Lisa Raspanti blinked back tears Monday morning as she watched the owner of the day care center where her daughter choked last year plead guilty to endangering the children in his care. The two-year-old girl later died at a hospital.
Eugene Formica, the owner of Carousel Day School in Hicksville, and Kathryn Cordaro, its manager, both pleaded guilty to misdemeanor charges for running an unlicensed child care center. They will not serve time in jail.
"No court proceeding will ever bring Olivia back, but after 18 months, they were glad to hear Mr. Formica admit that his reckless acts led to the death of their daughter," said Joseph Conway of Mineola, who represents Olivia's parents, Lisa and Anthony Raspanti.
Formica pleaded guilty to second-degree reckless endangerment, while Cordaro pleaded guilty to violating the state social services law. They are to be sentenced by Acting State Supreme Court Justice James McCormack Nov. 15.
Carousel Day School, which pleaded guilty as a corporation to second-degree reckless endangerment and two counts of violating the state social services law, will pay a $15,000 fine, according to Marc Gann of Mineola, an attorney for Formica and Carousel.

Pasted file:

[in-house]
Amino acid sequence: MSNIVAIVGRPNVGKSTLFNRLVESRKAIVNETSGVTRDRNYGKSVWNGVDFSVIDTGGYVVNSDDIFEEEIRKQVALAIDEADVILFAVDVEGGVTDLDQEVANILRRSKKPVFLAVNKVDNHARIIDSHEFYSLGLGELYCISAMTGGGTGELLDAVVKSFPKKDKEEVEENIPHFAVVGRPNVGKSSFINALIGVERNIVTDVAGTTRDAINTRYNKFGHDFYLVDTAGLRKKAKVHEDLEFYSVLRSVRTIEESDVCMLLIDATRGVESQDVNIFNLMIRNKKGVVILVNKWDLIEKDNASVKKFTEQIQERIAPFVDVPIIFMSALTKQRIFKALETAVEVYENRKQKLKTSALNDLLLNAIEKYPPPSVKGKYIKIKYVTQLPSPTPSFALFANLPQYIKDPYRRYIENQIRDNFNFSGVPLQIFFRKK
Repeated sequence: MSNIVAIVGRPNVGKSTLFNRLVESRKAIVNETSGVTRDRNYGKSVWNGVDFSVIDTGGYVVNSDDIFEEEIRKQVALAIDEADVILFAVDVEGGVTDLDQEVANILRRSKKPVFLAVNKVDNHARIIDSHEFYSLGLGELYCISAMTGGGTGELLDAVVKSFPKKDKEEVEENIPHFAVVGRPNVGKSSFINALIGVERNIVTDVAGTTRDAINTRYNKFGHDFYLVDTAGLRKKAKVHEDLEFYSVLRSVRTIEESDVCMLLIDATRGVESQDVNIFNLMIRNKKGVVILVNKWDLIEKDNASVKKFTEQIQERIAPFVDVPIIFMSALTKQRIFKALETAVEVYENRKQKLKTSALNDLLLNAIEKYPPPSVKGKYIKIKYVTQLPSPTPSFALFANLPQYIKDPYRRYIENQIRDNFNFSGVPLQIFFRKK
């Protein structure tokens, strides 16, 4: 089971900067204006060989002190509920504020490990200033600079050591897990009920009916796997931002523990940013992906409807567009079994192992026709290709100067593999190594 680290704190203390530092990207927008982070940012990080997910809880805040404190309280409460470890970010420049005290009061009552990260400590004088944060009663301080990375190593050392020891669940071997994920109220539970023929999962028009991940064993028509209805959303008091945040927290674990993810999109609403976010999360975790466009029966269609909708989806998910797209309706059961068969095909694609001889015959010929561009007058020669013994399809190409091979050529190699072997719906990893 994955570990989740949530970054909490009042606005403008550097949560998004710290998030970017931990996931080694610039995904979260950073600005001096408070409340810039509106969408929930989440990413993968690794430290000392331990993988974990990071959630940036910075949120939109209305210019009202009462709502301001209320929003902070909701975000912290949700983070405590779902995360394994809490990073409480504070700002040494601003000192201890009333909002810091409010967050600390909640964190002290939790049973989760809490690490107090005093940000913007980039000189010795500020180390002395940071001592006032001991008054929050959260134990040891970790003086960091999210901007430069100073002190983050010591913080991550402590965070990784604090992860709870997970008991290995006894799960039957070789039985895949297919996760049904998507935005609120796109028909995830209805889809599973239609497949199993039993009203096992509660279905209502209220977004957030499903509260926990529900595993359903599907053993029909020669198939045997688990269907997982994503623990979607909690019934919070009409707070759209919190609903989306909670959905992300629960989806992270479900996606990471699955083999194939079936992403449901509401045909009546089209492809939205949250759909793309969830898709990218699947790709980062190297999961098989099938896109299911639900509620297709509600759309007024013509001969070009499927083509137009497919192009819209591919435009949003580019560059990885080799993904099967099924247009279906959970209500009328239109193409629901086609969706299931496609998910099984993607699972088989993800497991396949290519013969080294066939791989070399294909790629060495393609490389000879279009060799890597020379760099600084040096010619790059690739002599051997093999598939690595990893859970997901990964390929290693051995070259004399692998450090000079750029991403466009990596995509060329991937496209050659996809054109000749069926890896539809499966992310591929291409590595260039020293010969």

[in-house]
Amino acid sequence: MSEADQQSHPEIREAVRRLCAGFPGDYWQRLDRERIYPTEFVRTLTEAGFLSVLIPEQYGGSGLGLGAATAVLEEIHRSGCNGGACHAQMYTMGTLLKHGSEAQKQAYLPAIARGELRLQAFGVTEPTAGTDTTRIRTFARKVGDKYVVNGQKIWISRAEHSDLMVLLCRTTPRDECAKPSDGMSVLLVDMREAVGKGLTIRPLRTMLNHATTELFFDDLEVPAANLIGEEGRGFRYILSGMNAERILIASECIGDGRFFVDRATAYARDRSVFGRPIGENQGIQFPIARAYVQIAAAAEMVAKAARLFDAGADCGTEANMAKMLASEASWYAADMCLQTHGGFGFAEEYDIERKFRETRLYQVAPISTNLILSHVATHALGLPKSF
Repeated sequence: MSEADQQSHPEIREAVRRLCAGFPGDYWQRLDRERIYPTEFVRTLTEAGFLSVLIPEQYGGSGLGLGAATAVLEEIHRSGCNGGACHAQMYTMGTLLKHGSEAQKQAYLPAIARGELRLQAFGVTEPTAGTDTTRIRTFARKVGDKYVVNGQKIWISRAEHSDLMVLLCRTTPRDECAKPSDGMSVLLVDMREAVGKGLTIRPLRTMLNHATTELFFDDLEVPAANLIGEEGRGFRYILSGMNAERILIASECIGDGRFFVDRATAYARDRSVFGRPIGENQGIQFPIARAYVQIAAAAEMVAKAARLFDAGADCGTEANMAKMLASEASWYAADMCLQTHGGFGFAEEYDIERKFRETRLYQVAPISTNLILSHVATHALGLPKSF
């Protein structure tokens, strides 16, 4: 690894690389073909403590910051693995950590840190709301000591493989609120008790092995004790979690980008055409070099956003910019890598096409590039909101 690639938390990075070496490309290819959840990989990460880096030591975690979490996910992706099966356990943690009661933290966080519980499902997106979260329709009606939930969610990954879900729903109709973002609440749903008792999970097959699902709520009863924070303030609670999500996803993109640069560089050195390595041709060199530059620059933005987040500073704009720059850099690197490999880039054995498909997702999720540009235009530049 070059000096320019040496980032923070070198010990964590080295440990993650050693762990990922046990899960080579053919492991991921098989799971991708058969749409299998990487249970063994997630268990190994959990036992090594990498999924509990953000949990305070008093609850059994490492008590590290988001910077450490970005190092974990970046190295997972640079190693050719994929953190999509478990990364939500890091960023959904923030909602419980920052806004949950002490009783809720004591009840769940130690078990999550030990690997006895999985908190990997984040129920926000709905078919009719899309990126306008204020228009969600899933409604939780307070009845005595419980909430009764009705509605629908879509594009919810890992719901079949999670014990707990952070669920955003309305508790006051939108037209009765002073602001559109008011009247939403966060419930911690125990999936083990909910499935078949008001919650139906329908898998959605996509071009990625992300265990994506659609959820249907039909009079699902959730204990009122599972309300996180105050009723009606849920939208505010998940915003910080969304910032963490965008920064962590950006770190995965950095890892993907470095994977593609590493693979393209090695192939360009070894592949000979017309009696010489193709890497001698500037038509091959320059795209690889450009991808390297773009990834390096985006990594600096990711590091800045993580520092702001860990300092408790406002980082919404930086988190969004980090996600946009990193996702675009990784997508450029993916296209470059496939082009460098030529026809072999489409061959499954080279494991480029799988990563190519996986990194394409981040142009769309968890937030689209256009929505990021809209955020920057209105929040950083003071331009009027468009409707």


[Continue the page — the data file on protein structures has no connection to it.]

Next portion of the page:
Prosecutors said Olivia Raspanti plucked a baby carrot from a teacher's bag on March 17, 2009, ate it and choked. She died six hours later at Nassau University Medical Center.
Prosecutors said the school had unsafe conditions and too few teachers, and lacked a proper license to run a day care center for children younger than 2 years and 9 months old. The school, which remains open, became a licensed day care center in September.
Olivia's parents, who have filed a civil suit in the case, left without comment Monday.
As she left the courtroom, Cordaro said that she loved Olivia and her mother and that she would "forgive them for what they did." Cordaro's attorney Eric Franz, of Manhattan, later explained that Cordaro believes the Raspanti family has told lies about her and she forgives them for that. He would not be more specific.
"They don't ask for her forgiveness, and they don't want her forgiveness," said Thomas Foley of Garden City, a civil attorney for the Raspantis. "She seems to think she's a martyr here, but she's forgotten that she's the criminal defendant."